What do do now?

1. Wind the Primary Coil

You need to make the Primary Coil - this is only slightly different from our single transistor circuit. Insulate the core with many layers of good insulating tape first. Just wind around 10 turns and tape it all in place. If you experience any problems with the output, you may need to add a few turns to your primary. If there's not enough inductive reactance on your primary, you may be triggering the protection circuit. Most SMPSU / electronic 'transformers' have a protection circuit. Anything from 5 to 15 turns will work. Then again, fewer turns would result in a higher voltage output, but have heavier loading on the power supply.

2. Connect them up!

Follow the diagram above, and wire it up... and you're done!

3. Locate the HV ground pin

Now all you have to do is locate your high voltage return pin. Simply turn the unit on, and very carefully bring the high voltage output wire down to the pins on the bottom of the flyback. The pin that it arcs to it like crazy is the pin you're looking for. You'll want to attach a length of wire to that pin to prevent it from getting too hot and melting.

4. You're done!

It's completed! Your ultra simple flyback driver which is easy to build and use!

Testing and Results

1st September 2004 - Testing using a non rectified flyback driven by a 50W halogen light transformer. (Circuit 2)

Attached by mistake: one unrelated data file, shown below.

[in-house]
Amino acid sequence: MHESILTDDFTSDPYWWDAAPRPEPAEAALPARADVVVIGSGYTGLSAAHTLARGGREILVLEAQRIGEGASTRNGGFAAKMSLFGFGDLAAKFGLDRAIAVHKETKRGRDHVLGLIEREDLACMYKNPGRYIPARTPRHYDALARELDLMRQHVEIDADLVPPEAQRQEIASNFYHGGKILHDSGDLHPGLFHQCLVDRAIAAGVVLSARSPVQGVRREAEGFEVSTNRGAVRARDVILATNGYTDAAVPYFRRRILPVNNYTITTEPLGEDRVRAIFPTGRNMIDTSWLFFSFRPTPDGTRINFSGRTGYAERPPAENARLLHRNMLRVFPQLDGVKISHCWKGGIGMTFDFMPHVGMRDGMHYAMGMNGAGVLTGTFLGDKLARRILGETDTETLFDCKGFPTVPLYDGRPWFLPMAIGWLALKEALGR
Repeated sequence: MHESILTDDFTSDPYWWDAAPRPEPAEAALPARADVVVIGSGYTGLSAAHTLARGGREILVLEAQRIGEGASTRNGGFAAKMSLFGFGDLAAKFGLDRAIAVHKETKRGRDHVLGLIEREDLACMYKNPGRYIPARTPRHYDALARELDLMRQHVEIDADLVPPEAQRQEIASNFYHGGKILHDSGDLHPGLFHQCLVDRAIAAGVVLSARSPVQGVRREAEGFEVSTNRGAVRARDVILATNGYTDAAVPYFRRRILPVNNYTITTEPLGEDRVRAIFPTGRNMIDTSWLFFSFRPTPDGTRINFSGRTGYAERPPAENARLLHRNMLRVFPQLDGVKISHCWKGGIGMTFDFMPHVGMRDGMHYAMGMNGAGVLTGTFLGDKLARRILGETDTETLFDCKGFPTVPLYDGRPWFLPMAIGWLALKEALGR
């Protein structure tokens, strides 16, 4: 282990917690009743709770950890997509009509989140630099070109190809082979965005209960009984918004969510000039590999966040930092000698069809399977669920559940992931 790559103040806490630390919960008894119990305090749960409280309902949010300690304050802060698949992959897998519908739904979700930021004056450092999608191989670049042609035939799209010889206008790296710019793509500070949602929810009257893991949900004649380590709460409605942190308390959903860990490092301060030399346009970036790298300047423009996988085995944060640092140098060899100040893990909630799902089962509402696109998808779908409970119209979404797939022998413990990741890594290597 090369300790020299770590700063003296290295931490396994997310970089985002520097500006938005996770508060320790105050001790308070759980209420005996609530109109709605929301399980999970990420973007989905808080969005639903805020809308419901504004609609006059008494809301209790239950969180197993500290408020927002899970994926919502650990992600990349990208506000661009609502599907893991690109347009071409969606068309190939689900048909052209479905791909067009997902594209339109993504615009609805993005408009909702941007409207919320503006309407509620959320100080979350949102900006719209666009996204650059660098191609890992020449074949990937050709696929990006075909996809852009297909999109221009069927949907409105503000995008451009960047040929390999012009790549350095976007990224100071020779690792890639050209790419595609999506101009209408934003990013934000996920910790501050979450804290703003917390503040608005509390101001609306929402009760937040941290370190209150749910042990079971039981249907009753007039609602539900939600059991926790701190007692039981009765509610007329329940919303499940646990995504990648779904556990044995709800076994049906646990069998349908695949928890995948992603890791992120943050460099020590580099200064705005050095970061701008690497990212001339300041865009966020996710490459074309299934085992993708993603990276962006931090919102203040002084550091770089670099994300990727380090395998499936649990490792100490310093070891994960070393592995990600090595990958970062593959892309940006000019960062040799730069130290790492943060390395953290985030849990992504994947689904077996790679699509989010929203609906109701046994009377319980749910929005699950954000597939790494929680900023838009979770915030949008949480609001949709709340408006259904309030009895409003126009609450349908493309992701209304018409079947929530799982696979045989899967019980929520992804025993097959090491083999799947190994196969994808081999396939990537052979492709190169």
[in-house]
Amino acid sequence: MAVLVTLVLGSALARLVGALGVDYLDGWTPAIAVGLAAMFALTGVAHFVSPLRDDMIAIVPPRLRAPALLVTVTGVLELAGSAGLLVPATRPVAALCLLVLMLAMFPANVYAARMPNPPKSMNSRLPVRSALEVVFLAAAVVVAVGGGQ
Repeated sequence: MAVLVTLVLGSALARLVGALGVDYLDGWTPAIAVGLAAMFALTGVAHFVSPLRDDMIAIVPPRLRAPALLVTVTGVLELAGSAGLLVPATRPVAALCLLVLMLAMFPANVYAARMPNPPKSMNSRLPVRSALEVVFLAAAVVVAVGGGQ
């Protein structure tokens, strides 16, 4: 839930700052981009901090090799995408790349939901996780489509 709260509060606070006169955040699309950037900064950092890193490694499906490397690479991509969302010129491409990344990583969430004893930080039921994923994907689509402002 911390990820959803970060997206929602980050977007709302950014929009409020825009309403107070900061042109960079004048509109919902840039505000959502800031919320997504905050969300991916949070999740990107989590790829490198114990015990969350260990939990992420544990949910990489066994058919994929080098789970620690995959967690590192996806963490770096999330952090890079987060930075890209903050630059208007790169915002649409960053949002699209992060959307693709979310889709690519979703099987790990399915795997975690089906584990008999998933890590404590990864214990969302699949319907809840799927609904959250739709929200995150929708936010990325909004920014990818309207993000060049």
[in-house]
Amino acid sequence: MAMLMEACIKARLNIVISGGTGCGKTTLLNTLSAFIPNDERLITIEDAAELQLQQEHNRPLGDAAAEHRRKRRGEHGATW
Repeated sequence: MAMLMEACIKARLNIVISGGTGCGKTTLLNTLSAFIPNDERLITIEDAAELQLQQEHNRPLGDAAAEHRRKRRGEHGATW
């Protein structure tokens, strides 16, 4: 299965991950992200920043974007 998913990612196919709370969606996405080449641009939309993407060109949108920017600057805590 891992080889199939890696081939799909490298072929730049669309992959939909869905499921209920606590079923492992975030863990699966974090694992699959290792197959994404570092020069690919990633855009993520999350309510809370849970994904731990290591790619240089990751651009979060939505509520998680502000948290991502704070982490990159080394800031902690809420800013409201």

Here is my ultra simple setup! Due to lack of a good Power Supply for the single transistor circuit, I am using a cheap Electronic Halogen Lighting transformer, 50W and Liyoda brand. I will be using the good old flyback (white one) for the experiments. Also, remember: never, let the HV lead or the flyback itself get close to any of the primary side components or risk blowing up your power supply!  *Updated.. I have fixed together a new single transistor circuit. *


Above you can see a pictures of the flyback operating. The output voltage is close to 20+kilovolts, which is enough to ionize the air without any ground nearby, as can be seen. The corona extends up to 5 mm into the air, and once struck the arc can be pulled up to little over 2 cm. It makes a loud hissing sound. In this 1/2 second exposure, the electrical arcs can be seen arcing to ground. The rightmost picture is a 1/42 second exposure with flash. It's a bright HOT arc when placed close together! The metal electrode is currently red hot and ready to melt. Lots of sparks.